I play the piano! I’ve remembered something: I play the piano. Not well. I can’t whip off a version of Claire De Lune but I do tinkle. Chords mostly but I can play.
In fact it’s only been a recent thing, I only started learning in the last year. I’ve even written songs. None spring to mind at the moment but I know I’ve written songs.
So over the last year a little love affair has blossomed. I love my piano. Ernest. He’s even got a name. Yes, that’s right, it’s coming back to me now. I’ve written a song about him. Now I do remember that. How do the opening lines go?
My piano is a Hemmingway
But I decided to give him a first name
It’s pretty obvious
You might have guessed
My piano’s called Ernest
And no the irony’s not lost on me
So I’ll sing you a song
That’s it! Pretty cheesy but you should hear it with the music. It’s just two chords I think. Really strong optimistic ones.
Ernest. My beloved Ernest. And the memory slowly chugs up to speed.
Metro-boulot-dodo were off to do a big headphone installation piece somewhere when an opportunity arose and I jumped on it.
The set has pianos in it. It’s a story of a love affair between our heroin and a concert pianist.
Anyway, we were loading up the (hollow) instruments and the guy who drives our Luton said, “Hey, I’ve got a piano I’m trying to get rid off.” And I said, quite out of the blue, “I’ll take it!”
That was a shock to our moving crew and to me, I can tell you. A piano. I’ve never even had the odd lesson. I can’t even play any other instrument. A piano? Are you sure?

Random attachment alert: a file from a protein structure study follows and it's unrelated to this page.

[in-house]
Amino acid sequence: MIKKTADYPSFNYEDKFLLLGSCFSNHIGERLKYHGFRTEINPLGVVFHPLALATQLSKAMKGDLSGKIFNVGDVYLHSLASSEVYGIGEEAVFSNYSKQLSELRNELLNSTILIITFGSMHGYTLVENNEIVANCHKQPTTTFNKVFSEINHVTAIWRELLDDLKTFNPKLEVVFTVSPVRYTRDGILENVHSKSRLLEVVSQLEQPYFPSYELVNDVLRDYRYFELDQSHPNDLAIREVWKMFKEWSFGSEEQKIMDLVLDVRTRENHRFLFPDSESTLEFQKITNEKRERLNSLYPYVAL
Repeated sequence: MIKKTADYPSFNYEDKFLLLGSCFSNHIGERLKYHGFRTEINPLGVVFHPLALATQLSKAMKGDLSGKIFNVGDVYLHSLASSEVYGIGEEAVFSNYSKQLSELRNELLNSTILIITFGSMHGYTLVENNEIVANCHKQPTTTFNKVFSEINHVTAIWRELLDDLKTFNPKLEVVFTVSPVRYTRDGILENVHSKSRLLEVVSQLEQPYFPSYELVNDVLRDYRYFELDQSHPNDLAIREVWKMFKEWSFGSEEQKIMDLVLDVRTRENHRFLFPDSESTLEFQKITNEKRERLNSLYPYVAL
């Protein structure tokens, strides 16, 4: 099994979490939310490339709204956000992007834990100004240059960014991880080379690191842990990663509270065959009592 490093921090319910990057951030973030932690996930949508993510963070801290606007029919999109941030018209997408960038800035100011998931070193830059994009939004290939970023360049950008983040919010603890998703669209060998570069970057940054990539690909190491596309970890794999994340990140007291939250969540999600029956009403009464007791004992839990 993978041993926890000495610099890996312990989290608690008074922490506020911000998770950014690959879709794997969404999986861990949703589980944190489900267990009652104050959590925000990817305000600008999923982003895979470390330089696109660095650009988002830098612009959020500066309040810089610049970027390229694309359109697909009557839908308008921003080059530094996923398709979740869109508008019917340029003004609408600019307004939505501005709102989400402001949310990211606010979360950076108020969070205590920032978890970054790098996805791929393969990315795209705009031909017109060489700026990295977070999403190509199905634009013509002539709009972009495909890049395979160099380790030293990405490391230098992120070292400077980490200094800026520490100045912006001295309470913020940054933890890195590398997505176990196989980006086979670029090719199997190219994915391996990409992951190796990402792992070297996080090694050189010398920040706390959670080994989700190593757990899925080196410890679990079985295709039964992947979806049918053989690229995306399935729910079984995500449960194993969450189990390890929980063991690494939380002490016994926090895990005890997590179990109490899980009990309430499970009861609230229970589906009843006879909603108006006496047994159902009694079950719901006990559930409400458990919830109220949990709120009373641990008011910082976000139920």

I got it for nothing. A whole piano. I think I got it with Ruth in mind. She’s a beautiful player. I guess I figured she could teach me. And she did. She just showed me the ropes really and then it was all a matter of twiddling. But we spent many a happy hour sitting at that piano.
The piano hours, just me and her. I wrote my songs for her. I think I must have written most of my songs for her. I just wanted to impress her.
For a moment I’m lost. Thinking about her. Dylan said, “…no man has ever done anything that a woman either hasn’t allowed him to do or encouraged him to do.” And with me, at least, that’s really true. I always wrote my songs with her in mind. She was always the first person to hear a new song. Not love songs or anything (well, there was one … more of that later) but tunes and words I hoped would move her. Her acceptance and enthusiasm was all I craved.
I picked it up pretty damn quickly. And what with being a writer, the lyrics were the first thing to come. Musically my songs were very simple, but they could hold an emotional wallop. They were beautiful. I remember that. They were beautiful. At least to me. And to her.
I remember Ruth’s face just after I played her a new song. Her pupils all soft and large and her lips slightly open as if in a gasp.
She used to encourage me. She liked my songs. She was always full of surprised praise (as if shocked by this new talent). She would say things like ‘Crikey, that’s good’.
And that face.
So open and so warm.
It’s a lovely moment, watching your song hold someone.
I used to live for that face.
I hope she gets home from her travels soon. She might have to teach me the piano all over again.
For a moment I just stare into my memories (what little remain) but then I blink, shake my head and set to the matter at hand.
“Trudy,” she’s doing the rounds with her little clipboard. “There’s got to be a piano in the hospital right?”